If you haven’t noticed by now, I am a big fan of John Green. I love his books because they relate to teenagers on so many levels, and him being a young adult just makes it easier for him to understand what we go through and all that life throws at us. Recently, one of his books, The Fault in our Stars, has been made into a movie that will be in theaters on June 6th of this year. As an employee at the theater, we get to see a free movie every week, but it can’t be a premiere. Considering how much I loved this book, I will pay the money for the ticket and wait in the queue line with all the others anxiously waiting to bawl their eyes out. Frankly, I feel that other books by John Green are overlooked. For example, millions of people have read The Fault in our Stars but have they even read Paper Towns or Will Grayson, Will Grayson? An Abundance of Katherines is one of these books. It is about a teenage guy named Colin Singleton (ironic last name, but will get to that shortly) who has dated nineteen girls over the years all named Katherine. Not Catherine, not Kate. Katherine. Nineteen times he has loved, nineteen times he has been dumped. Colin is also a prodigy, or a child genius who loves facts and is very smart. He drafts up a mathematical theory that predicts the course of relationships and when they will end. John Green actually got one of his close friends to do all the math that was in the book and there is an appendix explaining it all. Anyways, Colin and his best friend Hassan decide they need to go on a roadtrip after Colin’s recent breakup with K-19. They end up in Gutshot, Tennessee and hilarity ensues, along with some sadness. That’s all I’m going to give away about the book because I think everyone in the world should read at least one John Green book. Now that I think of it, go buy a box set! I will most likely be blogging about the TFioS movie in June so stay tuned for that post! Now go read some John Green and join the ranks of the Nerdfighters.
Recently, I saw the second movie of the Hunger Games series called Catching Fire (like I’ve said before, working at a movie theater has it’s perks.) After I watched it, I realized that soon the next movie would be coming out and I had completely forgotten what happened in the third book. This prompted me to find one of my friends who had the book to borrow it from them so I could refresh my memory for the upcoming movie. This last installment of the series, Mockingjay, is the story of the rebellion of the people of Panem against the Capitol and how Katniss Everdeen leads this rebellion. To me, the story went very quickly and honestly, some parts confused me because I feel like they popped out of no where. In particular, there were a lot of parts in the book where Katniss is hallucinating or just imagining things so it’s hard to keep track of reality. All of the action was sometimes hard for my mind to follow, but this happens often for me when reading. There were also a lot of characters that were hard to keep track of. Some important characters were killed off for no apparent reason, in the most uneventful ways. Personally, I didn’t go all crazy fangirl for the series when it came out. I did obviously read it and I think it’s a great series but it’s not something I dedicate my heart and soul to. What I love about the last book is that people started comparing it to our way of government in America and how people would react if it got out of hand. It’s interesting to see what people take away from books, no matter how extreme. Another thing I liked was the semi-cheesy romantic ending that tied the story together and kind of completed some unanswered questions. However, the writing and diction was perfect for it and that is what made it semi-cheesy. The movie for Mockingjay will be split into two parts. I don’t really understand why since it is about the same size as the previous books in the series, most likely its just for marketing purposes, something I talked about in a previous post. I am excited to see how they adapt the final installment of the series into a movie, since there is so much action and chaos going on. I feel that the movie will help me understand the book because it’s something I can visually see and it will all come together. What did you think of the Hunger Games series?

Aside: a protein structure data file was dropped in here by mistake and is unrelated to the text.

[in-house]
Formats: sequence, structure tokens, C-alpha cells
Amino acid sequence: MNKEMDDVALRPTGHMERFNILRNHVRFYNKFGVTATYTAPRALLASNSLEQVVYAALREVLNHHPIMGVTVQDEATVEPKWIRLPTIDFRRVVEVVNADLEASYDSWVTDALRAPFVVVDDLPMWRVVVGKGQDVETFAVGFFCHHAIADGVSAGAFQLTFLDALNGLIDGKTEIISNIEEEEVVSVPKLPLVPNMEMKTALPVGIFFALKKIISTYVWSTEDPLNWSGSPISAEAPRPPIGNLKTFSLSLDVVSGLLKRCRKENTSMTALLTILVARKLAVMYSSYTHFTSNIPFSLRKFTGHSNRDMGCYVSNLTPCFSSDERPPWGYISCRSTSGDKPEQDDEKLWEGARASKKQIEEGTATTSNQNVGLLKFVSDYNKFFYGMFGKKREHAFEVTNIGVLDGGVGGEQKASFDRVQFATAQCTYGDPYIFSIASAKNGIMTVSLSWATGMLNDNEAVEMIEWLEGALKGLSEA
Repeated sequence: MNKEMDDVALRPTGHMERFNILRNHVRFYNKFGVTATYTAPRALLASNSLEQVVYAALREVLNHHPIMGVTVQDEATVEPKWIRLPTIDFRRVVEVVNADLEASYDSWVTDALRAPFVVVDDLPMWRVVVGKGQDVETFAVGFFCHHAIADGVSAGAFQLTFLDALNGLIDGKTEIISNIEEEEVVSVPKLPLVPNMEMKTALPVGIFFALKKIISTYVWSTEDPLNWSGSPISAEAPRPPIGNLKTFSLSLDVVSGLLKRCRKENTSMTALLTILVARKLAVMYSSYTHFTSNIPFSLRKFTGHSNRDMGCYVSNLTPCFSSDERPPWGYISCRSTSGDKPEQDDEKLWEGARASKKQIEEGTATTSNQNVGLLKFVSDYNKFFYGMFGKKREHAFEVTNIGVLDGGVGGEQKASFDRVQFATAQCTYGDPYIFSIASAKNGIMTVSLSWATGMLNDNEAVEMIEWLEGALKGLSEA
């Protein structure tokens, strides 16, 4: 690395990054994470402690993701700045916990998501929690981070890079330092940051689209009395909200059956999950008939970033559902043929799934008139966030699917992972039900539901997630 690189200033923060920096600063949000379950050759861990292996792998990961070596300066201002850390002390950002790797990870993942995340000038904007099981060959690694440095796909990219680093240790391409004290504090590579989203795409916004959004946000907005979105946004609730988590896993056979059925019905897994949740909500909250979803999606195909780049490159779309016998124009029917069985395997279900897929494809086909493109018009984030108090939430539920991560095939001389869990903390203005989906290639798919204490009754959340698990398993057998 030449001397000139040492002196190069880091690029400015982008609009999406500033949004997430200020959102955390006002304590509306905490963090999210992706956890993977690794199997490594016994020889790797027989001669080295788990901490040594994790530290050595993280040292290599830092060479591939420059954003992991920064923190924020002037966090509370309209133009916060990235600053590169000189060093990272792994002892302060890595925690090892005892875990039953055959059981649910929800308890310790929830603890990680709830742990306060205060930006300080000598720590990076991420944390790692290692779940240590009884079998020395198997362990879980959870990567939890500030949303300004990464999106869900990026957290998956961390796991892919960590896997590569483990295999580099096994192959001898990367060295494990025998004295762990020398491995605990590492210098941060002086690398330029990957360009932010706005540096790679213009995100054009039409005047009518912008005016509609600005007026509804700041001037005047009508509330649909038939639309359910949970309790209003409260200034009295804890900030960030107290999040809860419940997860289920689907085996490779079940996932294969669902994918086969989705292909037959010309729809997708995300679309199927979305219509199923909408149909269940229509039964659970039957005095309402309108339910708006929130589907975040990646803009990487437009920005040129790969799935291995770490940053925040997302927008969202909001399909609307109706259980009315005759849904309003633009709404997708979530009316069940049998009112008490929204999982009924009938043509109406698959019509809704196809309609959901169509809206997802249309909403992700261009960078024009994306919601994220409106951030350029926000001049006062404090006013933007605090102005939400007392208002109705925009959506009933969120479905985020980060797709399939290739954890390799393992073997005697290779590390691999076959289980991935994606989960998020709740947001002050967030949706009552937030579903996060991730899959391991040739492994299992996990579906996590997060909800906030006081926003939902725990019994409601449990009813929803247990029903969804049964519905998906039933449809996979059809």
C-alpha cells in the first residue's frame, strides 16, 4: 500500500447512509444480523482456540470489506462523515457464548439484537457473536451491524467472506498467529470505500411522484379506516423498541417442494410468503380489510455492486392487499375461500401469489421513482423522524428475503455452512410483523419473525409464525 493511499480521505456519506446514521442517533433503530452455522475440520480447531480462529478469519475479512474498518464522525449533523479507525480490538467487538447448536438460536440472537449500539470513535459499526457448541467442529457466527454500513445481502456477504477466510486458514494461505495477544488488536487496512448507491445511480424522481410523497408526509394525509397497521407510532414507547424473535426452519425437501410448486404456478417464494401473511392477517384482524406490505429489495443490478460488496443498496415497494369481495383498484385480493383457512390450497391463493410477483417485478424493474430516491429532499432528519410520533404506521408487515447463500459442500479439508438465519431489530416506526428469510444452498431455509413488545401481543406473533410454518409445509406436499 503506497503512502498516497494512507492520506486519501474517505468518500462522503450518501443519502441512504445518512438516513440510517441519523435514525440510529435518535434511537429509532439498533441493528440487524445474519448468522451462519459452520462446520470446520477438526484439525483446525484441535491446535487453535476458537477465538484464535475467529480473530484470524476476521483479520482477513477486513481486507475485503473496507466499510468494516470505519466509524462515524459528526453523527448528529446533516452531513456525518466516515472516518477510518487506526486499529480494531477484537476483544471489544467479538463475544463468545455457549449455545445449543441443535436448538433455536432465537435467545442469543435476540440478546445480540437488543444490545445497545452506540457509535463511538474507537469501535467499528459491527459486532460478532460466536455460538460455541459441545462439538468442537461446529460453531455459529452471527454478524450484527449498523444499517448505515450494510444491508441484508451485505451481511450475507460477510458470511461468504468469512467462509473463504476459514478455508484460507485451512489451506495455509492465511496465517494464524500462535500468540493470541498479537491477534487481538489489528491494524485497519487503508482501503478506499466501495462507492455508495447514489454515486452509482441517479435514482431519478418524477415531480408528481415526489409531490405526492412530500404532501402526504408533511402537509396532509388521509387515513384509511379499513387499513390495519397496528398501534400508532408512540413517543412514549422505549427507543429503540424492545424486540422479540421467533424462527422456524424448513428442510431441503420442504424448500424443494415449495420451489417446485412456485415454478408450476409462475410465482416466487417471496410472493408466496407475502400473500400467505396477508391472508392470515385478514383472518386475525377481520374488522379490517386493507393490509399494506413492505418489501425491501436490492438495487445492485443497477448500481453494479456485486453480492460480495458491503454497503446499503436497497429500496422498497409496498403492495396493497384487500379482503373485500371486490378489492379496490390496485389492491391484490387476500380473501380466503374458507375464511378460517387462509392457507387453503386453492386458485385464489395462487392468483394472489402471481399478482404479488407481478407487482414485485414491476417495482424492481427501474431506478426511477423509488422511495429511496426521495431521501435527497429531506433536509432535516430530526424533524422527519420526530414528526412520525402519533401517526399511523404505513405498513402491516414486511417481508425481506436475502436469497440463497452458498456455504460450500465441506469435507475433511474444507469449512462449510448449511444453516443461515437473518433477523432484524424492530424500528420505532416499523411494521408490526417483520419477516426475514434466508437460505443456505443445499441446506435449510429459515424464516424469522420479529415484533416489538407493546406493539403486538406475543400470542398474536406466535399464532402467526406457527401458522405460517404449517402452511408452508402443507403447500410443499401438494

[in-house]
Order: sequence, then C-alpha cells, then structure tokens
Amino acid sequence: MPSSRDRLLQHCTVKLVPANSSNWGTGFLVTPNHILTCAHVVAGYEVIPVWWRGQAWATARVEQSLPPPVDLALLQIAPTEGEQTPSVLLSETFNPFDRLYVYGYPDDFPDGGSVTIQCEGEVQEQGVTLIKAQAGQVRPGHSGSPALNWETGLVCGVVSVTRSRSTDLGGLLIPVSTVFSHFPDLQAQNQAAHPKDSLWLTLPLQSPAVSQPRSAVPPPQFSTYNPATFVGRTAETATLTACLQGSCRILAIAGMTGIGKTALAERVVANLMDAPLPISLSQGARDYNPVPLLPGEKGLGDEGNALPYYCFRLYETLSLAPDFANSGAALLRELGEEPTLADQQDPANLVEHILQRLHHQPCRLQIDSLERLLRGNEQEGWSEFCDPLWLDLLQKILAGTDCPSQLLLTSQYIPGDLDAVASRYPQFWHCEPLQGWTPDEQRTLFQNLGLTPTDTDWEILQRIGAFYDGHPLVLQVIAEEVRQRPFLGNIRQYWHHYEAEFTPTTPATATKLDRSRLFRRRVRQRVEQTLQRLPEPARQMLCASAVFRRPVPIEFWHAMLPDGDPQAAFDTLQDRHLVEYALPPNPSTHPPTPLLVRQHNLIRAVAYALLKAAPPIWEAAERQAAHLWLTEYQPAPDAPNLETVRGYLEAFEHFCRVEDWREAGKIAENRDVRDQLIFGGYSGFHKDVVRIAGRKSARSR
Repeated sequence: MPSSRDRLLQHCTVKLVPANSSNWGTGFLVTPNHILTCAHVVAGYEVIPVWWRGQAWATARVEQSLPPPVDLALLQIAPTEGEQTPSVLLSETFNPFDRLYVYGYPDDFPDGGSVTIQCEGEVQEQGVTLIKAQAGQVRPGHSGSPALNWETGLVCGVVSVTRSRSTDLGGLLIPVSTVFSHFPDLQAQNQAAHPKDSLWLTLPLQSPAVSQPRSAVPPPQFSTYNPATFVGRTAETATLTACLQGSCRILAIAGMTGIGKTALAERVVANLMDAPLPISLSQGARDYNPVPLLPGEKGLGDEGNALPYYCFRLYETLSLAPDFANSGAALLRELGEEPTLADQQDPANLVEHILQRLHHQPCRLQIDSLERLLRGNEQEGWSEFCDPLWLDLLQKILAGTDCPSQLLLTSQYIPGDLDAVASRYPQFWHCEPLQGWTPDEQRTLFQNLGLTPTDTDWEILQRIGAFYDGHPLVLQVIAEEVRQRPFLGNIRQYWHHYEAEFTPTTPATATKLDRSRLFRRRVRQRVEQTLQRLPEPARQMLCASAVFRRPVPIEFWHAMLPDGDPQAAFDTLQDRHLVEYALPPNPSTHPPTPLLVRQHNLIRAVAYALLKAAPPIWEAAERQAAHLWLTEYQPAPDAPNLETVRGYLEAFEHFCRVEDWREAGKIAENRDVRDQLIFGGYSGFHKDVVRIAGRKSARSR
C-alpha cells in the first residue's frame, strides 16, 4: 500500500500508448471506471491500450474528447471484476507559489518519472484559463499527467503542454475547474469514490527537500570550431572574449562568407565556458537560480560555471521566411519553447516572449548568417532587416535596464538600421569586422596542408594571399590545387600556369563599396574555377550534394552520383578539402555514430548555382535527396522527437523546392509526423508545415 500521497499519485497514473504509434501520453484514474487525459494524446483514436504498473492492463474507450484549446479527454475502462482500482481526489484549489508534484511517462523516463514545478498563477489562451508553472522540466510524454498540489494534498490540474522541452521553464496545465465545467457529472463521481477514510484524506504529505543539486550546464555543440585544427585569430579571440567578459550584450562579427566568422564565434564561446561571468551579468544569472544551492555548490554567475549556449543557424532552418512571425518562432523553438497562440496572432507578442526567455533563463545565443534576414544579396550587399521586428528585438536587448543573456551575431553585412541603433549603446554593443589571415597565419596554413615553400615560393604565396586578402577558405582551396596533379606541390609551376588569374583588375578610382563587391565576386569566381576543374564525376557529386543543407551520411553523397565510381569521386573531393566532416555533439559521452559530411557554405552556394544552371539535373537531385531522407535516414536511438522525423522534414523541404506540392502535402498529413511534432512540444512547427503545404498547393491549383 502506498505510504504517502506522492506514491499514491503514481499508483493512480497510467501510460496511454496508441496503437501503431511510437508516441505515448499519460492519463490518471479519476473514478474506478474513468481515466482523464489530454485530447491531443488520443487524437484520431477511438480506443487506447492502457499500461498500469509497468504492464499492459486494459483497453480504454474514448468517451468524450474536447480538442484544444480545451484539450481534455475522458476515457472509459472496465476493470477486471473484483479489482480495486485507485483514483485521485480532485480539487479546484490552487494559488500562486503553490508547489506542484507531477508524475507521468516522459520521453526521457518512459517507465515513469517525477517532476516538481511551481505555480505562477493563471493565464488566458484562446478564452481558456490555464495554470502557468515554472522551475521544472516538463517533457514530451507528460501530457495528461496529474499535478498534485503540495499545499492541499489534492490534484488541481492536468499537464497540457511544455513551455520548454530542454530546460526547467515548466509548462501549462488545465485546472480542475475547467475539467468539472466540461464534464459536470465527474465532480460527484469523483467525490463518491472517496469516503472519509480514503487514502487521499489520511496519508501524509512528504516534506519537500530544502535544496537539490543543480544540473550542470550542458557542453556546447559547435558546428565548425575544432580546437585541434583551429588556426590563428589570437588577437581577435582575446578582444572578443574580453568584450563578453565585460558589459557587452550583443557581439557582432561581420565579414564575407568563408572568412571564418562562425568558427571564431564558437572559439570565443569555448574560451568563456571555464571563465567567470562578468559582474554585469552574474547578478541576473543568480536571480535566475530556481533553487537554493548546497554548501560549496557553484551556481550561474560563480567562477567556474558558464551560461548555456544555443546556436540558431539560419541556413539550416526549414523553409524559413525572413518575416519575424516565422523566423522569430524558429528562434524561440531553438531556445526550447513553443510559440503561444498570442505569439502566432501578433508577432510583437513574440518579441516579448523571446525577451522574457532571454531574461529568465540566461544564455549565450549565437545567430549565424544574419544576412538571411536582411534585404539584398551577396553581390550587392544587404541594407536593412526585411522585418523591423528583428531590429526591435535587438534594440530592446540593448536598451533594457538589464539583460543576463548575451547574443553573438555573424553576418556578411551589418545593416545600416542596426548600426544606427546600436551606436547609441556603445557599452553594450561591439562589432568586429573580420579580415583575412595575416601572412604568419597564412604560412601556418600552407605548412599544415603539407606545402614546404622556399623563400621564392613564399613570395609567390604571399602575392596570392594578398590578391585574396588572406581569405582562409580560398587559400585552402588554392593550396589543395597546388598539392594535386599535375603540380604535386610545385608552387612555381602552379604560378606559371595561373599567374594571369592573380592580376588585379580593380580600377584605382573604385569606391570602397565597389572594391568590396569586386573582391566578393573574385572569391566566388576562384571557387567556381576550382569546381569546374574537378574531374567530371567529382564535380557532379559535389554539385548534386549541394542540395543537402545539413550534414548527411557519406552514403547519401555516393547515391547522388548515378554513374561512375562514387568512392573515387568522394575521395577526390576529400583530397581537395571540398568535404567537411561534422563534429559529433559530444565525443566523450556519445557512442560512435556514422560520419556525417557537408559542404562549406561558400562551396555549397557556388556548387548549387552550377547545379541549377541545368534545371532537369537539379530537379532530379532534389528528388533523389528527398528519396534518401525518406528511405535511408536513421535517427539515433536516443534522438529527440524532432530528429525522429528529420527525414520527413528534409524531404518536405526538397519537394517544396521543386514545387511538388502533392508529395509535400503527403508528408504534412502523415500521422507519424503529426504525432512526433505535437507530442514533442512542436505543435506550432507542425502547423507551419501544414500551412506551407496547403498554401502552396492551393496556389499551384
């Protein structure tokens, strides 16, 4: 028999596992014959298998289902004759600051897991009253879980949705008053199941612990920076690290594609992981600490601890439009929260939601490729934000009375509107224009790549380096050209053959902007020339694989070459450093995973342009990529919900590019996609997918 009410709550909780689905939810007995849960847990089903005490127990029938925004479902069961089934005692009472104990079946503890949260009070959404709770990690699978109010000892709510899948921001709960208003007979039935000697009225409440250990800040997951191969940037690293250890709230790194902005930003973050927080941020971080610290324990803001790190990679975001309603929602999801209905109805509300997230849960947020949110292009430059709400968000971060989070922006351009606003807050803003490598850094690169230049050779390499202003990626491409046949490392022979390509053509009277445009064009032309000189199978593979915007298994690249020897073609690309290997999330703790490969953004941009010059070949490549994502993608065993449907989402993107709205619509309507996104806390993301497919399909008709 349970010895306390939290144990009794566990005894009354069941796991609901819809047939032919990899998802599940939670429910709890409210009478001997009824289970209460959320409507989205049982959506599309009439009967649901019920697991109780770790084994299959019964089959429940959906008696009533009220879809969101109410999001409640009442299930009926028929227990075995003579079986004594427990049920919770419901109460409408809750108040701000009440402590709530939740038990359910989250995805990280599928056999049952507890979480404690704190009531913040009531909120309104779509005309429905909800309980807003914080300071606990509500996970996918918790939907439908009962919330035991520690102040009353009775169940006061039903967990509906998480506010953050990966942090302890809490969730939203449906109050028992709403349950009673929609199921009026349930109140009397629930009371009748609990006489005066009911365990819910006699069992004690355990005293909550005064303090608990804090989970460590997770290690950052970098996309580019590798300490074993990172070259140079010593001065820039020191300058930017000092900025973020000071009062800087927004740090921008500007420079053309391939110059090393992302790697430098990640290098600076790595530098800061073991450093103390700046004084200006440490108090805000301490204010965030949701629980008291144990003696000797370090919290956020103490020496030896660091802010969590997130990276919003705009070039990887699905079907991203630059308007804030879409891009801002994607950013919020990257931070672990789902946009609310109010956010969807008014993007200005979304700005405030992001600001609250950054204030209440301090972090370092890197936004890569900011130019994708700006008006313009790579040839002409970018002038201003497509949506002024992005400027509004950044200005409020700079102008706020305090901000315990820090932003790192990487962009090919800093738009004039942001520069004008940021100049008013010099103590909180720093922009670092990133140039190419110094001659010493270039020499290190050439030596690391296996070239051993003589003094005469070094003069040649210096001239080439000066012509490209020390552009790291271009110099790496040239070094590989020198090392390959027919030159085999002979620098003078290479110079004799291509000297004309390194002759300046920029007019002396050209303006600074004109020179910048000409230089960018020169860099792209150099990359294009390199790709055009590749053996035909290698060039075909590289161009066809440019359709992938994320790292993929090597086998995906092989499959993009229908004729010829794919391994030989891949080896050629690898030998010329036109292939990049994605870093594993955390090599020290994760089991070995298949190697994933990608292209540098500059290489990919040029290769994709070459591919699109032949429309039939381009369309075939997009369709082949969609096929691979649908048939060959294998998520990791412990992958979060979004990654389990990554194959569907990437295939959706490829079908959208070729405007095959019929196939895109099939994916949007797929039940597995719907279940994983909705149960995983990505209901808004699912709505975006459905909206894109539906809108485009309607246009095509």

Continuing from my previous post on the first installment of this series, Divergent definitely left me wanting more. The main character, Beatrice, or known as Tris later on, switched her factions from Abnegation to Dauntless. In the society that the reader soon figures out is based in Chicago, the five factions basically rule your life. A repeating mantra throughout the book is “factions before blood.” The Dauntless recruits go through initiation and are ranked according to their skills and development during the trials they are up against. During the novel, a romance ensues with Tris and one of the instructors, Four. The last phase of initiation is the fear landscape, where the initiates are required to face everything they fear in a simulation. Meanwhile, another faction called the Erudites, the faction of Tris’ brother, is planning war against her home faction of Abnegation. To be honest, following all of the factions and the relationships between them got a little confusing during the course of reading this book, but that is nothing a little Wikipedia can’t fix. The entirety of the Dauntless members are turned into sleepwalking murderers the night after the evaluations after the last test, overrunning the Abnegation compound and killing anyone in sight. Because Tris and Tobias are divergent, the serum that the Erudites used on the Dauntless to make them become killers without even knowing it. However, the leader of the Erudites, Jeanine, has figured out how to create a serum that works on divergents as well and injects Tobias with it making him the controller of the simulation. In the end, through the sacrifice of her parents, Tris saves Tobias from his trancelike state and the Dauntless refugees escape to the Amity compound where they hope they will be accepted. However, I believe as Tris does, that this is not the end of the conflict between the factions in this series.